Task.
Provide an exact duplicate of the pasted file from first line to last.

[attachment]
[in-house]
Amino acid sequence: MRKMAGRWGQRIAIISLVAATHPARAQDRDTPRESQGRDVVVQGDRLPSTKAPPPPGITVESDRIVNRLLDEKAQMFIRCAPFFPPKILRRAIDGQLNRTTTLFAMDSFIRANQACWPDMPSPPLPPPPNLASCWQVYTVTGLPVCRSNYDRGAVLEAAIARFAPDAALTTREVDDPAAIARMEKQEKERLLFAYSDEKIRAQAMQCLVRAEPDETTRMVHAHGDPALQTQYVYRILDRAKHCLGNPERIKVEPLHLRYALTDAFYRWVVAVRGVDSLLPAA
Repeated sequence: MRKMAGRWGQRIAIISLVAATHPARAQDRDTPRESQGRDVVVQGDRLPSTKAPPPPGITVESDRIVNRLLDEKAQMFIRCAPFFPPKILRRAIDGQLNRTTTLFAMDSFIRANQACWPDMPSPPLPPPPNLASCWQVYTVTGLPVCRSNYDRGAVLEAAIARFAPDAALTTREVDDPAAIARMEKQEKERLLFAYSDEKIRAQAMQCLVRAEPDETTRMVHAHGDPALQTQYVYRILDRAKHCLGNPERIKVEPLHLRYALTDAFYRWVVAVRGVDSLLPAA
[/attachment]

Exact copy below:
[in-house]
Amino acid sequence: MRKMAGRWGQRIAIISLVAATHPARAQDRDTPRESQGRDVVVQGDRLPSTKAPPPPGITVESDRIVNRLLDEKAQMFIRCAPFFPPKILRRAIDGQLNRTTTLFAMDSFIRANQACWPDMPSPPLPPPPNLASCWQVYTVTGLPVCRSNYDRGAVLEAAIARFAPDAALTTREVDDPAAIARMEKQEKERLLFAYSDEKIRAQAMQCLVRAEPDETTRMVHAHGDPALQTQYVYRILDRAKHCLGNPERIKVEPLHLRYALTDAFYRWVVAVRGVDSLLPAA
Repeated sequence: MRKMAGRWGQRIAIISLVAATHPARAQDRDTPRESQGRDVVVQGDRLPSTKAPPPPGITVESDRIVNRLLDEKAQMFIRCAPFFPPKILRRAIDGQLNRTTTLFAMDSFIRANQACWPDMPSPPLPPPPNLASCWQVYTVTGLPVCRSNYDRGAVLEAAIARFAPDAALTTREVDDPAAIARMEKQEKERLLFAYSDEKIRAQAMQCLVRAEPDETTRMVHAHGDPALQTQYVYRILDRAKHCLGNPERIKVEPLHLRYALTDAFYRWVVAVRGVDSLLPAA